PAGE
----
More Apps Say “Nope” To 256MB RAM Windows Phone

Last week, we heard about the issues 256MB RAM Windows Phone models – specifically the Lumia 610 – were having with Skype, causing Nokia to decide the diminished user experience wasn’t worthwhile and blocking access to the app from the phone. There’s a growing realization of just which apps aren’t playing nicely with these low-RAM handsets, alongside fears that compatibility issues may be a more annoying problem than initially described.

This is by no means an exhaustive survey, but in addition to Skype, videoconferencing app Tango won’t run on 256MB phones, and neither will the games Angry Birds nor Pro Evolution Soccer 2012. That should especially be surprising to users of lower-end Android handsets, as even Android phones with 256MB of RAM have little issue successfully running Angry Birds. That makes us wonder just how much effort has gone into optimizing titles for 256MB platforms so far, and if attempting to do so is even financially worthwhile for many developers. Update: Rovio, at least, will be making an effort to get its apps running on these phones.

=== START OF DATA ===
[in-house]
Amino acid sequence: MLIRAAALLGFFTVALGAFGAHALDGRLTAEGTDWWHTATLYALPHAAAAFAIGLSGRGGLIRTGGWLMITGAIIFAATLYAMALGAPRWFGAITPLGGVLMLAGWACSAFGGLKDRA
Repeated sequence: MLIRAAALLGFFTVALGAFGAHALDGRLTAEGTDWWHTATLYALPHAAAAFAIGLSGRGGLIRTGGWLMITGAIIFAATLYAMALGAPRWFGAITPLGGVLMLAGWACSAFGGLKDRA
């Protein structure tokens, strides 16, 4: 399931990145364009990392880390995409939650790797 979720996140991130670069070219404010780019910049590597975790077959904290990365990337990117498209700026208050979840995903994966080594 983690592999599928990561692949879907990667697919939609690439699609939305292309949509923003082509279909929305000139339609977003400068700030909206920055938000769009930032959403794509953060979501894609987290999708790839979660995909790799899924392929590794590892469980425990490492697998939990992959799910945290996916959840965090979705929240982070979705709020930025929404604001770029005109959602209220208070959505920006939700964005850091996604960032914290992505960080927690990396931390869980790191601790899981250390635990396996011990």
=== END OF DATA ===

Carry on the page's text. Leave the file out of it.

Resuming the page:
The problem isn’t so much that some apps won’t run on 256MB phones, but which apps won’t. If we were talking about high-end games, with limited appeal outside gaming circles, no one would bat an eye at a low-RAM phone being unable to keep up, but Skype and Angry Birds, at least, are simultaneously both very popular and don’t give the appearance of sky-high system demands. If we keep seeing apps like these disabled on this type of phone, Microsoft’s decision to allow low-RAM devices could end up not paying off the way the company might have hoped.

Source: Windows Phone Apps Spain (Google Translate)
Via: Engadget

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Stephen Schenck
Stephen has been writing about electronics since 2008, which only serves to frustrate him that he waited so long to combine his love of gadgets and his degree in writing. In his spare time, he collects console and arcade game hardware, is a motorcycle enthusiast, and enjoys trapping blue crabs. Stephen's first mobile device was a 624 MHz Dell Axim X30, which he's convinced is still a viable platform. Stephen longs for a market where phones are sold independently of service, and bandwidth is cheap and plentiful; he's not holding his breath. In the meantime, he devours smartphone news and tries to sort out the juicy bits Read more about Stephen Schenck!